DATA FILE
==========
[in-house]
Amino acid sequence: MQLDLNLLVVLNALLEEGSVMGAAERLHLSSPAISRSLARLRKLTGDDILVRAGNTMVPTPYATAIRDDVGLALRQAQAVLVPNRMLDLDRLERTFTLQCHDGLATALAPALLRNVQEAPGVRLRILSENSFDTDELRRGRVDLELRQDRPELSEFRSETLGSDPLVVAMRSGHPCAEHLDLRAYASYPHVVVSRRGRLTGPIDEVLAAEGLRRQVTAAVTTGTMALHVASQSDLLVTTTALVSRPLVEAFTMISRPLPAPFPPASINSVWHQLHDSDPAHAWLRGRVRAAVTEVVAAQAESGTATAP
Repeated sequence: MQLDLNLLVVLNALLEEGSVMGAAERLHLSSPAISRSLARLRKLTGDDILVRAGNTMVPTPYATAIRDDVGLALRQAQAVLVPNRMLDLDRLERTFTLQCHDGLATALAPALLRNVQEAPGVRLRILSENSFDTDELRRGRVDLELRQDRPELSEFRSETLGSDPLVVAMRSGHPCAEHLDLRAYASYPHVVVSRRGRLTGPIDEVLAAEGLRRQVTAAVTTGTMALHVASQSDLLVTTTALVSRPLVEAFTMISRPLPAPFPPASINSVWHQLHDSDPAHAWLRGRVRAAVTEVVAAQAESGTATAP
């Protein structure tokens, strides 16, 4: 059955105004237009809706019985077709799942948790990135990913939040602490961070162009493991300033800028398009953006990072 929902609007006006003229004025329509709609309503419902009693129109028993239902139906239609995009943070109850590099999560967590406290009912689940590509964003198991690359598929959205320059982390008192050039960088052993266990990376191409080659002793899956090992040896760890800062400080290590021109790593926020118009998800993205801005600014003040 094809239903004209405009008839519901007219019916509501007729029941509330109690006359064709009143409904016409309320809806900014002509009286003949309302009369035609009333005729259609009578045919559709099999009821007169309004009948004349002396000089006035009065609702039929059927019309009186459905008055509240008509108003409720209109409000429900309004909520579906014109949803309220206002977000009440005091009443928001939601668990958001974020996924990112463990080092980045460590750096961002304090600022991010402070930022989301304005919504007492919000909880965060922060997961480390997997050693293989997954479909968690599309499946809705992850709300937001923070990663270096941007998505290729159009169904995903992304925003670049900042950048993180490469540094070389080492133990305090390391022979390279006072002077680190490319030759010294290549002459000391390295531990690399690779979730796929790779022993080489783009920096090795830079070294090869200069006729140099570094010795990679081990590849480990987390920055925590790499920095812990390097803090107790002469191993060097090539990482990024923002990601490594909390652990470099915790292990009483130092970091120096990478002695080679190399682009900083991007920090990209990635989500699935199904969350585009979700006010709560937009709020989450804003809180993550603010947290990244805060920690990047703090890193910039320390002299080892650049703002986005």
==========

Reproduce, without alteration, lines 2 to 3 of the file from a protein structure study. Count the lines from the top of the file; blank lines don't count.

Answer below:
Amino acid sequence: MQLDLNLLVVLNALLEEGSVMGAAERLHLSSPAISRSLARLRKLTGDDILVRAGNTMVPTPYATAIRDDVGLALRQAQAVLVPNRMLDLDRLERTFTLQCHDGLATALAPALLRNVQEAPGVRLRILSENSFDTDELRRGRVDLELRQDRPELSEFRSETLGSDPLVVAMRSGHPCAEHLDLRAYASYPHVVVSRRGRLTGPIDEVLAAEGLRRQVTAAVTTGTMALHVASQSDLLVTTTALVSRPLVEAFTMISRPLPAPFPPASINSVWHQLHDSDPAHAWLRGRVRAAVTEVVAAQAESGTATAP
Repeated sequence: MQLDLNLLVVLNALLEEGSVMGAAERLHLSSPAISRSLARLRKLTGDDILVRAGNTMVPTPYATAIRDDVGLALRQAQAVLVPNRMLDLDRLERTFTLQCHDGLATALAPALLRNVQEAPGVRLRILSENSFDTDELRRGRVDLELRQDRPELSEFRSETLGSDPLVVAMRSGHPCAEHLDLRAYASYPHVVVSRRGRLTGPIDEVLAAEGLRRQVTAAVTTGTMALHVASQSDLLVTTTALVSRPLVEAFTMISRPLPAPFPPASINSVWHQLHDSDPAHAWLRGRVRAAVTEVVAAQAESGTATAP